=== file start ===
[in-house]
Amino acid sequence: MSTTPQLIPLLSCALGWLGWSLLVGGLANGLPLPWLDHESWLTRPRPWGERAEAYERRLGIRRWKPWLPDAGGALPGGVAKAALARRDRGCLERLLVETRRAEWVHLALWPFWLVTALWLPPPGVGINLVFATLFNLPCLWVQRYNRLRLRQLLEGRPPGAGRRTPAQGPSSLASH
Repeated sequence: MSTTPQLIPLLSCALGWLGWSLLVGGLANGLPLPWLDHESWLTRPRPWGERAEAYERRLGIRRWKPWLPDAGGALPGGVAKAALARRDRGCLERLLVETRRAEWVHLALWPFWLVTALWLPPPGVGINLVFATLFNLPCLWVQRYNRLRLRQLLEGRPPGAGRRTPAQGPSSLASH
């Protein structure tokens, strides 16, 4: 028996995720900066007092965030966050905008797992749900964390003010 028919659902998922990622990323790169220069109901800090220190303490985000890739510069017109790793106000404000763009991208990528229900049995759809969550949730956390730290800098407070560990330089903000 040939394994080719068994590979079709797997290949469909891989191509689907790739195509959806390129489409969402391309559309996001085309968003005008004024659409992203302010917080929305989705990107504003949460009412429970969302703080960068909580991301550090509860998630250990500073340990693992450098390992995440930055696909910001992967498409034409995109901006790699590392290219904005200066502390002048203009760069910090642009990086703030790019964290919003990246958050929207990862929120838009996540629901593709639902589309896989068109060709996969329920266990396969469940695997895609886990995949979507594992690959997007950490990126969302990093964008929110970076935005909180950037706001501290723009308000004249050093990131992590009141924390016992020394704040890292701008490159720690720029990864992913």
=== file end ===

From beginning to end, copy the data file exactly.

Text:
[in-house]
Amino acid sequence: MSTTPQLIPLLSCALGWLGWSLLVGGLANGLPLPWLDHESWLTRPRPWGERAEAYERRLGIRRWKPWLPDAGGALPGGVAKAALARRDRGCLERLLVETRRAEWVHLALWPFWLVTALWLPPPGVGINLVFATLFNLPCLWVQRYNRLRLRQLLEGRPPGAGRRTPAQGPSSLASH
Repeated sequence: MSTTPQLIPLLSCALGWLGWSLLVGGLANGLPLPWLDHESWLTRPRPWGERAEAYERRLGIRRWKPWLPDAGGALPGGVAKAALARRDRGCLERLLVETRRAEWVHLALWPFWLVTALWLPPPGVGINLVFATLFNLPCLWVQRYNRLRLRQLLEGRPPGAGRRTPAQGPSSLASH
């Protein structure tokens, strides 16, 4: 028996995720900066007092965030966050905008797992749900964390003010 028919659902998922990622990323790169220069109901800090220190303490985000890739510069017109790793106000404000763009991208990528229900049995759809969550949730956390730290800098407070560990330089903000 040939394994080719068994590979079709797997290949469909891989191509689907790739195509959806390129489409969402391309559309996001085309968003005008004024659409992203302010917080929305989705990107504003949460009412429970969302703080960068909580991301550090509860998630250990500073340990693992450098390992995440930055696909910001992967498409034409995109901006790699590392290219904005200066502390002048203009760069910090642009990086703030790019964290919003990246958050929207990862929120838009996540629901593709639902589309896989068109060709996969329920266990396969469940695997895609886990995949979507594992690959997007950490990126969302990093964008929110970076935005909180950037706001501290723009308000004249050093990131992590009141924390016992020394704040890292701008490159720690720029990864992913």